• After a long time the great and awful Name was forgotten and the people, men, women and children, only recognized an image of wood or stone and the temple of wood or stone which they had been brought up from infancy to serve by bowing down. ... Abraham ... knew that all were mistaken and that what caused them to err was worship of the images which drove the Truth out of their minds.
    • Maimonides, Mishneh Torah (c. 1180), Treatise 4: “Idolatry,” H. Russell, trans. (1983), pp. 72-73
  • Pygmalion loathing their lascivious life,
    Abhorr'd all womankind, but most a wife:
    So single chose to live, and shunn'd to wed,
    Well pleas'd to want a consort of his bed.
    Yet fearing idleness, the nurse of ill,
    In sculpture exercis'd his happy skill;
    And carv'd in iv'ry such a maid, so fair,
    As Nature could not with his art compare,
    Were she to work; but in her own defence
    Must take her pattern here, and copy hence.
    Pleas'd with his idol, he commends, admires,
    Adores; and last, the thing ador'd, desires.
    A very virgin in her face was seen,
    And had she mov'd, a living maid had been:
    One wou'd have thought she cou'd have stirr'd, but strove
    With modesty, and was asham'd to move.
    Art hid with art, so well perform'd the cheat,
    It caught the carver with his own deceit:
    He knows 'tis madness, yet he must adore,
    And still the more he knows it, loves the more:
    The flesh, or what so seems, he touches oft,
    Which feels so smooth, that he believes it soft.
    Fir'd with this thought, at once he strain'd the breast,
    And on the lips a burning kiss impress'd.
    'Tis true, the harden'd breast resists the gripe,
    And the cold lips return a kiss unripe:
    But when, retiring back, he look'd again,
    To think it iv'ry, was a thought too mean:
    So wou'd believe she kiss'd, and courting more,
    Again embrac'd her naked body o'er.
  • Tacitus says, that the Jews held God to be something eternal and supreme, neither subject to change nor to decay; therefore, they permit no statues in their cities or their temples. The universal Being can only be described or defined by negatives which deny his subjection to the laws of all inferior existences. Where indefiniteness ends, idolatry and anthropomorphism begin.
  • Statues in ancient Greece and Rome were often placed at street level, tinted with accurate colors, and displayed free of barricades, (Ellis, 1942) (Hersey, 2009), thereby making them more lifelike and accessible to touch than most statues today. Statues and life-sized automata were incorporated in religious and sex practices in ancient times. Ptolemaic statue marriages of ancient Greece occurred when a ruler or religious leader wed a statue of Aphrodite (Hersey, 2009). Ancient literary and historical accounts describe the sexual use of statues and automata in Dionysian orgies (Hersey, 2009).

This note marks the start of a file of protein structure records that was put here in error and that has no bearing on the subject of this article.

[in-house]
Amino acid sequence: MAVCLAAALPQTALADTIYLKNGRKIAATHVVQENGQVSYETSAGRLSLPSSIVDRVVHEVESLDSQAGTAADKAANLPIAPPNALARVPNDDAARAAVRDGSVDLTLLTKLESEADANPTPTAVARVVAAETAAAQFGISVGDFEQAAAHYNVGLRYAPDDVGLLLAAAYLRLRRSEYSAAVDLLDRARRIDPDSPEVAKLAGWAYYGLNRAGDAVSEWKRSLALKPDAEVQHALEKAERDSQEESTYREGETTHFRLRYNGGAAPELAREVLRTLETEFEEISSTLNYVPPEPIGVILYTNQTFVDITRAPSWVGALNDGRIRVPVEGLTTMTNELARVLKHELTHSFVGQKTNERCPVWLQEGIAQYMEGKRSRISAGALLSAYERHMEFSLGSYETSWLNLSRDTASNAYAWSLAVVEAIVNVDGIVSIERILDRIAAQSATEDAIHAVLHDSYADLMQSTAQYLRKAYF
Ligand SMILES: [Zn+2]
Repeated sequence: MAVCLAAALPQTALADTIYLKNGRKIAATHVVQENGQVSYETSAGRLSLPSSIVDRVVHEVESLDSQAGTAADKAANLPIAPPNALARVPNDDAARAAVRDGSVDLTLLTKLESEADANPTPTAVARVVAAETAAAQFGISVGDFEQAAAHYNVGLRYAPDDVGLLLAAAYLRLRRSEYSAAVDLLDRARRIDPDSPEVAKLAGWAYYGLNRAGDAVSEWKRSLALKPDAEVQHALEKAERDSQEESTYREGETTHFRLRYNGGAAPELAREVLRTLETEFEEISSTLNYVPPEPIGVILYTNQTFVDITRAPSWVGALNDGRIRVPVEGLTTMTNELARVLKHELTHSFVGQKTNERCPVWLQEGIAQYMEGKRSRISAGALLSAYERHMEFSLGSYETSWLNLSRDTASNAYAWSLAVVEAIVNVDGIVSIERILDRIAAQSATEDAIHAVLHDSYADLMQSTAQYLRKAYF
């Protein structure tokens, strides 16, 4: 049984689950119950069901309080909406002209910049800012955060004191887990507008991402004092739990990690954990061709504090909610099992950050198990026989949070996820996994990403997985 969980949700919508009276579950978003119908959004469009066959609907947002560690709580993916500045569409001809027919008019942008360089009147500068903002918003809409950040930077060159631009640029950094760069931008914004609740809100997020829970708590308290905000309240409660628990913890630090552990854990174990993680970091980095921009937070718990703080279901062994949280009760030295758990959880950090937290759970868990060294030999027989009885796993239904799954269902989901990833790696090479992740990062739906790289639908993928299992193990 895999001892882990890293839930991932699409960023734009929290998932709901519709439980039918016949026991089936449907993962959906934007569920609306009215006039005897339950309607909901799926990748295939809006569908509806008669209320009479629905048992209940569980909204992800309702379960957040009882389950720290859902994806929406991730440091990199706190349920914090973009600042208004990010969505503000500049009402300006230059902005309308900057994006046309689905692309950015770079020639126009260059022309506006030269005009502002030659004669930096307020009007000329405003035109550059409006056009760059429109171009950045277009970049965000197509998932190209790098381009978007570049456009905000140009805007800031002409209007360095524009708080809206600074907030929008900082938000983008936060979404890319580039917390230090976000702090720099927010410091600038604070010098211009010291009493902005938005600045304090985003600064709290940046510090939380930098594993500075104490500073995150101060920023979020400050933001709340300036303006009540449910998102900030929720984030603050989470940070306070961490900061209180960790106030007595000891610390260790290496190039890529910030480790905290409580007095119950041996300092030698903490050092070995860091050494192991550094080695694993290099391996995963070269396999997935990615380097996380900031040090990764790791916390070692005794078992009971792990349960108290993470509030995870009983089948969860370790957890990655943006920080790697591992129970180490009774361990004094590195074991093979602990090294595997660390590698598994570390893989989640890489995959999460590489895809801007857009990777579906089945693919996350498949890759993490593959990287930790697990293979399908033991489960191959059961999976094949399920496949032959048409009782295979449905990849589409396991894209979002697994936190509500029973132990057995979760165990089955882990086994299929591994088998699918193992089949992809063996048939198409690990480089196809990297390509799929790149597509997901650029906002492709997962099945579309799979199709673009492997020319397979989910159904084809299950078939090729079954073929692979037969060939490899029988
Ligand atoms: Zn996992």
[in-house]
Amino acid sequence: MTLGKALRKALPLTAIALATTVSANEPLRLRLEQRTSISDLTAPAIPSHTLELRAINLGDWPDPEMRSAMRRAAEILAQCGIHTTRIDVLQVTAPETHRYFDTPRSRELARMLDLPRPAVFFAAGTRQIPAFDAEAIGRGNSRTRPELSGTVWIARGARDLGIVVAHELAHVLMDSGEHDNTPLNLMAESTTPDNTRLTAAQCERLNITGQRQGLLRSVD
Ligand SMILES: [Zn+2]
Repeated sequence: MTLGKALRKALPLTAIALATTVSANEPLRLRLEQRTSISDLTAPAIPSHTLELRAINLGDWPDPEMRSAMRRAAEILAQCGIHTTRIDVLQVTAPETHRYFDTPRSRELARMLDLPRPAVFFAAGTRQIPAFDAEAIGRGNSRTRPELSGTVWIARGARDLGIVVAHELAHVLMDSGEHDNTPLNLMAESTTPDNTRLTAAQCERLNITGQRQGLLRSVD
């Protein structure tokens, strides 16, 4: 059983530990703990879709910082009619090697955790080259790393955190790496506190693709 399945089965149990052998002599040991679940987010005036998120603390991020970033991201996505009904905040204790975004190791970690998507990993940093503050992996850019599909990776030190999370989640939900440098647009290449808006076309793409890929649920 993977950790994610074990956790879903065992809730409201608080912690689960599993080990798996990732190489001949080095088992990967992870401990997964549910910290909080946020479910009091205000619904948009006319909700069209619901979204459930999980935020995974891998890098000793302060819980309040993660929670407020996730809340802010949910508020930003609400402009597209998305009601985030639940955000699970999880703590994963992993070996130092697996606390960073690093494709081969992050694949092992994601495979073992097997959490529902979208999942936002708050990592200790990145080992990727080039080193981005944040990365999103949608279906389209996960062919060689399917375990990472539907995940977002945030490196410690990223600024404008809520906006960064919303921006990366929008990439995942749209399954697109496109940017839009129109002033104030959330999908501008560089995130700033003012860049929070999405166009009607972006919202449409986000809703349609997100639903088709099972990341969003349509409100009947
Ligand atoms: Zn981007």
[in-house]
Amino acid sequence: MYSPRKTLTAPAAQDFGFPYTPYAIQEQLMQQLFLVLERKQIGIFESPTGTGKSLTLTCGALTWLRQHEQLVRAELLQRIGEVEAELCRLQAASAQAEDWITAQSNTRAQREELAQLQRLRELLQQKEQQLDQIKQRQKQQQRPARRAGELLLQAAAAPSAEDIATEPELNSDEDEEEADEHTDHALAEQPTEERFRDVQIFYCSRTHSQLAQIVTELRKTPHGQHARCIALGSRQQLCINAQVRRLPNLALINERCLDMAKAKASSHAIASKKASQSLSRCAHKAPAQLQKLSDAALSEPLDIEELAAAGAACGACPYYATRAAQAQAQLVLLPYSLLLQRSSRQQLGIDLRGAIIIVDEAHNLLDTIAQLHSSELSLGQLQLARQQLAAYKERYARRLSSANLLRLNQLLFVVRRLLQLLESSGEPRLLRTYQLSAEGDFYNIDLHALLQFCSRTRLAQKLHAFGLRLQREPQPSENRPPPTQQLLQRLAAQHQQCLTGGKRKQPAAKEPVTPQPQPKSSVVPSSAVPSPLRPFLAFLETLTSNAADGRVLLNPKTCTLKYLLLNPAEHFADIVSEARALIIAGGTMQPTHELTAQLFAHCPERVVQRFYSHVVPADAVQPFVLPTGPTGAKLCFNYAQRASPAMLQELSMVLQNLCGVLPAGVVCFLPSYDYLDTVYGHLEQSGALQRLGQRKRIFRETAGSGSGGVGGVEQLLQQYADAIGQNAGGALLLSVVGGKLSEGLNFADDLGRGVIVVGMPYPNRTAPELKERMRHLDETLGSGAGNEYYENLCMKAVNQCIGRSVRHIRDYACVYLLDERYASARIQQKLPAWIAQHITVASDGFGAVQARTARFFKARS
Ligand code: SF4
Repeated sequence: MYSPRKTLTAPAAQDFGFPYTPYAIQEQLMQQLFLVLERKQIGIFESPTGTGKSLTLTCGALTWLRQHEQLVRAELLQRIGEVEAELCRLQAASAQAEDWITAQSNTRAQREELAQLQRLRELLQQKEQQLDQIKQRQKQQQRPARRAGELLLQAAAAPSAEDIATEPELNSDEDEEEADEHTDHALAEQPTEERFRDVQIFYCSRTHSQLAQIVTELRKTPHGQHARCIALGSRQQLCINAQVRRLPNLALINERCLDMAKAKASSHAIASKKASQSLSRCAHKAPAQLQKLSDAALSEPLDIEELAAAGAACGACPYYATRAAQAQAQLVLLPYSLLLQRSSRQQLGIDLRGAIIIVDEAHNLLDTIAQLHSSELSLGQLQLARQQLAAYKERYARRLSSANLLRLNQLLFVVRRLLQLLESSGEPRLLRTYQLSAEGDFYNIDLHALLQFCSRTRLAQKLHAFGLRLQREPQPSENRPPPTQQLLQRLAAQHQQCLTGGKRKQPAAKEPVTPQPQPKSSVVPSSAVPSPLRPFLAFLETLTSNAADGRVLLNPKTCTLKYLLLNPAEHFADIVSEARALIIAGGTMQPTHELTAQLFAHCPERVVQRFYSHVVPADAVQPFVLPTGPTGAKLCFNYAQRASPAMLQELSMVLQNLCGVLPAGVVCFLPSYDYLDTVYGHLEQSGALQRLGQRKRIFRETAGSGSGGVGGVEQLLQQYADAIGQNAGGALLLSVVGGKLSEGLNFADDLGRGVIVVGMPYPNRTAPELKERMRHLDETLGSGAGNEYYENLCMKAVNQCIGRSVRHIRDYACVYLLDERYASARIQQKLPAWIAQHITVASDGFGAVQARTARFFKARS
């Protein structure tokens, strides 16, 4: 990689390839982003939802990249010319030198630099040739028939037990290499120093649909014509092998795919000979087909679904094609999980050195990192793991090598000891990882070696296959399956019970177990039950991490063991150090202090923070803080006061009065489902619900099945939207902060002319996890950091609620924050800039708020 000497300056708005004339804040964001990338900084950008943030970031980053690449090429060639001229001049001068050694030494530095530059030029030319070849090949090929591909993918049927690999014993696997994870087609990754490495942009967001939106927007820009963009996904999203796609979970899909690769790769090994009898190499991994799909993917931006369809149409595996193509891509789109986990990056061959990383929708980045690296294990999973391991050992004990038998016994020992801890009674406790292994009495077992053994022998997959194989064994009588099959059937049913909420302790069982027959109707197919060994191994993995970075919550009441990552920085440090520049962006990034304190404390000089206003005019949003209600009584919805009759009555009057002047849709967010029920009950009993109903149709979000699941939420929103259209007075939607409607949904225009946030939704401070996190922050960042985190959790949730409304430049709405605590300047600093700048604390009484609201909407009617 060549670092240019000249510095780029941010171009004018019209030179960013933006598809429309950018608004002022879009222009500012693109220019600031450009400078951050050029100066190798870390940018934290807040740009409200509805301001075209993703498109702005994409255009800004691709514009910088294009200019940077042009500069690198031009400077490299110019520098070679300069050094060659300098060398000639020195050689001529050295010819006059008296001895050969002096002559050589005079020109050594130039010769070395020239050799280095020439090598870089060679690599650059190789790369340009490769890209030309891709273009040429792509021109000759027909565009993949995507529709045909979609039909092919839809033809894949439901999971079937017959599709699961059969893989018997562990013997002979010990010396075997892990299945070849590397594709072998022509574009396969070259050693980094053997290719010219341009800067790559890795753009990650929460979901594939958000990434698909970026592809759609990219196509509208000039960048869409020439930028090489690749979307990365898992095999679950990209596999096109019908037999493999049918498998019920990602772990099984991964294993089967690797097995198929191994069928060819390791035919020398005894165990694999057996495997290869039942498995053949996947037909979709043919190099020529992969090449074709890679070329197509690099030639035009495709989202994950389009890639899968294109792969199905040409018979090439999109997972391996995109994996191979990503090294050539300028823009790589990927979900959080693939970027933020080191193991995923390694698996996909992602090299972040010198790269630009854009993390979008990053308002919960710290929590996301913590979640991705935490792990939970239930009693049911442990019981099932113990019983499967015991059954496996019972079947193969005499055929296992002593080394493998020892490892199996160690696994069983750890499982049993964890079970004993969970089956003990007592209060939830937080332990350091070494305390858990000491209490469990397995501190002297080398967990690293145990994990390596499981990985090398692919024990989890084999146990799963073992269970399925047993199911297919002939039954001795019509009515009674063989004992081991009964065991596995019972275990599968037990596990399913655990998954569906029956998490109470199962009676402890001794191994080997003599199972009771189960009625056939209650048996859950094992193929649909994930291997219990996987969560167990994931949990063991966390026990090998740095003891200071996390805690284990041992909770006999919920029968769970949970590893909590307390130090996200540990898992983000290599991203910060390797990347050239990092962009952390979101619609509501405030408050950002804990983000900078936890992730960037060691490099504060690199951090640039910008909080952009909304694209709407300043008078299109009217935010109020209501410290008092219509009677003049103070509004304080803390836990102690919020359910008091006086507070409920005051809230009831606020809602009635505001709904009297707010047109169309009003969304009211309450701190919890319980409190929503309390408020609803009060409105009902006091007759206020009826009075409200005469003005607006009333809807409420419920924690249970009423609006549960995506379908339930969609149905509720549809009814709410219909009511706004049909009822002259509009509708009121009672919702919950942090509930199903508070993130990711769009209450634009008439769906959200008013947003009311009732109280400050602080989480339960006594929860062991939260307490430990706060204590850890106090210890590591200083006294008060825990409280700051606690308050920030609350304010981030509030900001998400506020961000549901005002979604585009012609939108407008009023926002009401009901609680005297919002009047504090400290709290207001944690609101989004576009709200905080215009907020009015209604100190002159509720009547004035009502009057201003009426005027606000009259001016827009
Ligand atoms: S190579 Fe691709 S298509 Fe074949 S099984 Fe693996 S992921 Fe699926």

• Pioneers in the field of sexology in the early 20th century such as Iwan Bloch, Havelock Ellis, Richard von Krafft-Ebing, and Magnus Hirschfeld, have referenced statue love in their research. A French journal dated March 4th, 1877 published a story which describes the case of a gardener who falls in love with a statue of Venus de Milo and was found attempting coitus with it (Krafft-Ebing, 1965/1978). Krafft-Ebing describes these types of acts: “Violation of statues...they always give the impression of being pathological...these cases stand in etiological relation with abnormally intense libido and defective virility or courage, or lack of opportunity for normal sexual gratification” (p. 351). Hirschfeld’s Sexual Pathology (1940) considers Pygmalionism as inclusive of more “primitive” human simulacra than statues: To be sure the nature of Pygmalionism does not exhaust itself in love of statues as such, but also in the artificial, and occasionally artistic, construction of a figure corresponding to the inner desire whose sight and contact, which may go so far as actions similar to cohabitation, bring about physical and psychic relief...I have seen dolls which a prisoner made as a substitute for a woman. We are justified only to a certain extent in speaking of hypereroticism in such makeshift intercourse. (p. 226) Hirschfeld goes on to differentiate between a type of “makeshift intercourse” and fetish: “hypererotic excitation is evoked usually not only through the similarity to humanity alone, but through some special property of the statue, much as the necrophile is attracted to the course by the cool skin...” (Hirschfeld, 1940, p. 227).

Hoyt's New Cyclopedia Of Practical QuotationsEdit

Quotes reported in Hoyt's New Cyclopedia Of Practical Quotations (1922), p. 694.
  • The stone unhewn and cold
    Becomes a living mould,
    The more the marble wastes
    The more the statue grows.
  • Ex quovis ligno non fit Mercurius.
    • A Mercury is not made out of any block of wood.
    • Quoted by Appuleius as a saying of Pythagoras.
  • A sculptor wields
    The chisel, and the stricken marble grows
    To beauty.
  • Not from a vain or shallow thought
    His awful Jove young Phidias brought.
  • In sculpture did ever anybody call the Apollo a fancy piece? Or say of the Laocoön how it might be made different? A masterpiece of art has in the mind a fixed place in the chain of being, as much as a plant or a crystal.
  • Ex pede Herculem.
    • From the feet, Hercules.
    • Herodotus, Book IV, Section LXXXII. Plutarch. As quoted by Aulus Gellius. I. 1. Diogenes. V. 15.
  • Sculpture is more divine, and more like Nature,
    That fashions all her works in high relief,
    And that is Sculpture. This vast ball, the Earth,
    Was moulded out of clay, and baked in fire;
    Men, women, and all animals that breathe
    Are statues, and not paintings.
  • Sculpture is more than painting. It is greater
    To raise the dead to life than to create
    Phantoms that seem to live.
  • And the cold marble leapt to life a God.
  • The Paphian Queen to Cnidos made repair
    Across the tide to see her image there:
    Then looking up and round the prospect wide,
    When did Praxiteles see me thus? she cried.
    • Plato, in Greek Anthology.
  • Then marble, soften'd into life, grew warm.
  • The sculptor does not work for the anatomist, but for the common observer of life and nature.
  • So stands the statue that enchants the world,
    So bending tries to veil the matchless boast,
    The mingled beauties of exulting Greece.
  • The marble index of a mind forever
    Voyaging through strange seas of thought, alone.